Hmmm, except for being massively larger, that would seem a lot like just before “the Beginning”.

And our friend, the universal sentience and its component families???   What we’ve hypothetically defined as “Divinity”?  Hmm, perhaps only the shadow knows.
_______

© Guillermo Calvo Mahé; Manizales, 2023; all rights reserved.  Please feel free to share with appropriate attribution.

Guillermo (“Bill”) Calvo Mahé (a sometime poet) is a writer, political commentator and academic currently residing in the Republic of Colombia (although he has primarily lived in the United States of America of which he is also a citizen).  Until 2017 he chaired the political science, government and international relations programs at the Universidad Autónoma de Manizales.  He has academic degrees in political science (the Citadel), law (St. John’s University), international legal studies (New York University) and translation and linguistic studies (the University of Florida’s Center for Latin American Studies).  However, he is also fascinated by mythology, religion, physics, astronomy and mathematics, especially with matters related to quanta and cosmogony.  He can be contacted at guillermo.calvo.mahe@gmail.com and much of his writing is available through his blog at https://guillermocalvo.com/.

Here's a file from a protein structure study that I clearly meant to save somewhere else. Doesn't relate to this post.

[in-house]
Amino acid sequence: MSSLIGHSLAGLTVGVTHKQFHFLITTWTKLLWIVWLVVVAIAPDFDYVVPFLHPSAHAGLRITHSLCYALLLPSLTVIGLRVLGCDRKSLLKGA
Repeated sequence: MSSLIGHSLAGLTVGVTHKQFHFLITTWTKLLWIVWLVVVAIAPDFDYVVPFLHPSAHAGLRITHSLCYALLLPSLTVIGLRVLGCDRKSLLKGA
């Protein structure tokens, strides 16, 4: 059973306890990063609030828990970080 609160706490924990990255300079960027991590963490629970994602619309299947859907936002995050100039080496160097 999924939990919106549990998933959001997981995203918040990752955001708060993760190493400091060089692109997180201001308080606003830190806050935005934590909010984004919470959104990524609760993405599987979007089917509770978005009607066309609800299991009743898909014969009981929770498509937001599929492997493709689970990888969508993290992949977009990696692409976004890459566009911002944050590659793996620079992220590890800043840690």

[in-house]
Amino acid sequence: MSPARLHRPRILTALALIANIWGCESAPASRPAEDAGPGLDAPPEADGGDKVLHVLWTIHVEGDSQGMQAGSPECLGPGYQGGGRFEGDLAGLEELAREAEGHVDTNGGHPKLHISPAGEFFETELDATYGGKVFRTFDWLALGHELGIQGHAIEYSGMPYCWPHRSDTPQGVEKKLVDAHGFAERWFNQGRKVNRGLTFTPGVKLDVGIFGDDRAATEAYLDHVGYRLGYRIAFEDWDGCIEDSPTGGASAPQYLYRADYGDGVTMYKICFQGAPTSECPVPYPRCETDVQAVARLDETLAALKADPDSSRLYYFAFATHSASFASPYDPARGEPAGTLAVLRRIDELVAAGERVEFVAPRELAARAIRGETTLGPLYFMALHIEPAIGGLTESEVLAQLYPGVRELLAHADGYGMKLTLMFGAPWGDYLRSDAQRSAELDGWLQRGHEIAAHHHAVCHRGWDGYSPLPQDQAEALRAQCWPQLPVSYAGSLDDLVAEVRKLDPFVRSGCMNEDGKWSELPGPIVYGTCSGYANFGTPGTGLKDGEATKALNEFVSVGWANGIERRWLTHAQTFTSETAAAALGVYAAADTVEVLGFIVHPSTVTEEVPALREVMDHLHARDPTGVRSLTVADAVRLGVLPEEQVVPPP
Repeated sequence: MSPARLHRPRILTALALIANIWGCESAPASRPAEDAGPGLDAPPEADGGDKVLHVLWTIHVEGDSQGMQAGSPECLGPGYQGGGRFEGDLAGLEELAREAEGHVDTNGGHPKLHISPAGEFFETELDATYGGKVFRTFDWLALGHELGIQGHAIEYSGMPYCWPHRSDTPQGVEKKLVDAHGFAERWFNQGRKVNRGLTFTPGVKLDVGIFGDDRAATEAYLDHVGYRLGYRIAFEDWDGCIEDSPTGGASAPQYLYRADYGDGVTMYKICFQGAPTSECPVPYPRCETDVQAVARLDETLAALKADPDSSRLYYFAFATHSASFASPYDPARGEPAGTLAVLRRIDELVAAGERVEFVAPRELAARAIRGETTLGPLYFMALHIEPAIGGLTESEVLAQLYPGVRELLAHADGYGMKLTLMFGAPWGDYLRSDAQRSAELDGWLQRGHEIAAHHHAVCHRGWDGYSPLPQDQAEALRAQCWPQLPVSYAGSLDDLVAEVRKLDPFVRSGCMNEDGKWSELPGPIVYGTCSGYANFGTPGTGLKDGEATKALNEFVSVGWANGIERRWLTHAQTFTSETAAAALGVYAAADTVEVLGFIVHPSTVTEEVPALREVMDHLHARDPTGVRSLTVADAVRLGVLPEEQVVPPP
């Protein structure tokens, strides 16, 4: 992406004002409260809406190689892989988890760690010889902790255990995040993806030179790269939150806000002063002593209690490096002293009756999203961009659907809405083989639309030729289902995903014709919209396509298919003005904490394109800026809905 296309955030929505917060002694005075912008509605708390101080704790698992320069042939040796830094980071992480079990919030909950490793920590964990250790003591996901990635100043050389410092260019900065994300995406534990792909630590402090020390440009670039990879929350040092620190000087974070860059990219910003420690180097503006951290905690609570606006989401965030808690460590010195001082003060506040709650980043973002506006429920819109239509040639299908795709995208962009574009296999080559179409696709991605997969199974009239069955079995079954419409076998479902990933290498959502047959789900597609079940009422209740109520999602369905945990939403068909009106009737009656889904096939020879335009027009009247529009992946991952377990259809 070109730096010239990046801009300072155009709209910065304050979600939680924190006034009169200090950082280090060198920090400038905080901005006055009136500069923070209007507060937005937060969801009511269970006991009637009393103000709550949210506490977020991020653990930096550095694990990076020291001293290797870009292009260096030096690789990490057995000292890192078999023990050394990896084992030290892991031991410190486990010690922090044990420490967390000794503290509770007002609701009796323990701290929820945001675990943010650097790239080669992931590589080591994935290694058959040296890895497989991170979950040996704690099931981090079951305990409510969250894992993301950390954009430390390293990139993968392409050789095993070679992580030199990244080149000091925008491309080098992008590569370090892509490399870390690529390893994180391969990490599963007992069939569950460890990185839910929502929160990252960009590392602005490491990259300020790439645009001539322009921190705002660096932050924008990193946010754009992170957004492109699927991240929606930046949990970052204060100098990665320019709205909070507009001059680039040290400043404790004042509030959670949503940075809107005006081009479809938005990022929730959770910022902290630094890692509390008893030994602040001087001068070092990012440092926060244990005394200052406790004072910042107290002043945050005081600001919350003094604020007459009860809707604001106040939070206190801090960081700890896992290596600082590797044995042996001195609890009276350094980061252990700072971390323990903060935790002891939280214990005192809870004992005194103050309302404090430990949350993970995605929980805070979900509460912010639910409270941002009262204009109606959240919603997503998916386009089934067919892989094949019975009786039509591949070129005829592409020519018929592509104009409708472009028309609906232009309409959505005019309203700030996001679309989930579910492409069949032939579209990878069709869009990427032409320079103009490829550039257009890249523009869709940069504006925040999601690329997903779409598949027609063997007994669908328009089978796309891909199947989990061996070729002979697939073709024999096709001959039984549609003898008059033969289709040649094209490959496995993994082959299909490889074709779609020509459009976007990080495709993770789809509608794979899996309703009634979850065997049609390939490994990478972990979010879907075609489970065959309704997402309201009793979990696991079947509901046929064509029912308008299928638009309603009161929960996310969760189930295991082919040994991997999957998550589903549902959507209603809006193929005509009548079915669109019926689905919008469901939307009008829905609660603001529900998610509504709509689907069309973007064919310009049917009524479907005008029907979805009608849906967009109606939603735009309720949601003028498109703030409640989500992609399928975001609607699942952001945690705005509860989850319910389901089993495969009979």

[1] [Hmmm, a warm welcome to our first footnote.  Probably more to come.  This was just too long to include, as an interruption in the main text].  Anyway, … a caveat with respect to the terms “anyway”, “so” (usually elongated to “soooo” and “Mmmmm”.  They are terms that I will frequently use as sort of placeholders without real independent meaning, i.e., as “expletives” or “fillers”, although the term “expletive” also pertains, in a negative sense, to words or phrases charged with negative connotations.  Strange); … anyway ….  A further linguisti-grammatical caveat: I use series of “.”, not only to denote text missing in a quotation, but as long pauses.  I think that’s it … for now.

[2] Those who are not among “us of little faith”.

[3] As to which they seem to argue interminably, and along with secular mathematicians, argue about the nature of Naught.